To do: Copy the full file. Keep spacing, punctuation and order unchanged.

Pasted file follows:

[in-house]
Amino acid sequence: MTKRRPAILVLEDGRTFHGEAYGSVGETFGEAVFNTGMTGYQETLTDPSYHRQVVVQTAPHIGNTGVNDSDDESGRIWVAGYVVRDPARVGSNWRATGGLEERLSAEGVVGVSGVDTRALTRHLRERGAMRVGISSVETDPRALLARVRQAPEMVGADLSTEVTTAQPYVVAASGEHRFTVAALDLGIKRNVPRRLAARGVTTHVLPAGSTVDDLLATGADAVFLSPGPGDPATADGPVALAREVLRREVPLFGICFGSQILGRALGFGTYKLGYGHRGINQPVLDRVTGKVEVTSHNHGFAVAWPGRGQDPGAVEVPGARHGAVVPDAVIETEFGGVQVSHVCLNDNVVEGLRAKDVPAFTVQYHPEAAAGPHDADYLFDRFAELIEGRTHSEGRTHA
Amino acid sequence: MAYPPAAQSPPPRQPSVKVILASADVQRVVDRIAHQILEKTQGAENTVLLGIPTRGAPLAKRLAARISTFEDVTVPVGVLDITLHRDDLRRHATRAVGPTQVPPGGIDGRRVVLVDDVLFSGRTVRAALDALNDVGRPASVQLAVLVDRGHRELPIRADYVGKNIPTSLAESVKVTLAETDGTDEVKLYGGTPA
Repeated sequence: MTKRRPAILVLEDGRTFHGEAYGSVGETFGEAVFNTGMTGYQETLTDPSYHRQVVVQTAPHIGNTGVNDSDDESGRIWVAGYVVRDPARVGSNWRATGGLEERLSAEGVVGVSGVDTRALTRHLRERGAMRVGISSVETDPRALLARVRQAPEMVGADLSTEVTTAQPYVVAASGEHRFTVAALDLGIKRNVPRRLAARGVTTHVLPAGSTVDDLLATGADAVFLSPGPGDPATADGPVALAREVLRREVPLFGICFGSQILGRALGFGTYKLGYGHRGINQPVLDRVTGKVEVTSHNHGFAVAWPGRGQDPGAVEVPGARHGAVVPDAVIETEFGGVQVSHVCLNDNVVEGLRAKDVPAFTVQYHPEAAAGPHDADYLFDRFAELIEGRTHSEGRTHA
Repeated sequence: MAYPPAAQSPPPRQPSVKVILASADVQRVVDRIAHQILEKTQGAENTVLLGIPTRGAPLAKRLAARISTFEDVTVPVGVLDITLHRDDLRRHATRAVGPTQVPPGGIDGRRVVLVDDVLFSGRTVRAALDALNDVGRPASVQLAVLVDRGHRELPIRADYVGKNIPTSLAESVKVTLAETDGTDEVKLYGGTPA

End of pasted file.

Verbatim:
[in-house]
Amino acid sequence: MTKRRPAILVLEDGRTFHGEAYGSVGETFGEAVFNTGMTGYQETLTDPSYHRQVVVQTAPHIGNTGVNDSDDESGRIWVAGYVVRDPARVGSNWRATGGLEERLSAEGVVGVSGVDTRALTRHLRERGAMRVGISSVETDPRALLARVRQAPEMVGADLSTEVTTAQPYVVAASGEHRFTVAALDLGIKRNVPRRLAARGVTTHVLPAGSTVDDLLATGADAVFLSPGPGDPATADGPVALAREVLRREVPLFGICFGSQILGRALGFGTYKLGYGHRGINQPVLDRVTGKVEVTSHNHGFAVAWPGRGQDPGAVEVPGARHGAVVPDAVIETEFGGVQVSHVCLNDNVVEGLRAKDVPAFTVQYHPEAAAGPHDADYLFDRFAELIEGRTHSEGRTHA
Amino acid sequence: MAYPPAAQSPPPRQPSVKVILASADVQRVVDRIAHQILEKTQGAENTVLLGIPTRGAPLAKRLAARISTFEDVTVPVGVLDITLHRDDLRRHATRAVGPTQVPPGGIDGRRVVLVDDVLFSGRTVRAALDALNDVGRPASVQLAVLVDRGHRELPIRADYVGKNIPTSLAESVKVTLAETDGTDEVKLYGGTPA
Repeated sequence: MTKRRPAILVLEDGRTFHGEAYGSVGETFGEAVFNTGMTGYQETLTDPSYHRQVVVQTAPHIGNTGVNDSDDESGRIWVAGYVVRDPARVGSNWRATGGLEERLSAEGVVGVSGVDTRALTRHLRERGAMRVGISSVETDPRALLARVRQAPEMVGADLSTEVTTAQPYVVAASGEHRFTVAALDLGIKRNVPRRLAARGVTTHVLPAGSTVDDLLATGADAVFLSPGPGDPATADGPVALAREVLRREVPLFGICFGSQILGRALGFGTYKLGYGHRGINQPVLDRVTGKVEVTSHNHGFAVAWPGRGQDPGAVEVPGARHGAVVPDAVIETEFGGVQVSHVCLNDNVVEGLRAKDVPAFTVQYHPEAAAGPHDADYLFDRFAELIEGRTHSEGRTHA
Repeated sequence: MAYPPAAQSPPPRQPSVKVILASADVQRVVDRIAHQILEKTQGAENTVLLGIPTRGAPLAKRLAARISTFEDVTVPVGVLDITLHRDDLRRHATRAVGPTQVPPGGIDGRRVVLVDDVLFSGRTVRAALDALNDVGRPASVQLAVLVDRGHRELPIRADYVGKNIPTSLAESVKVTLAETDGTDEVKLYGGTPA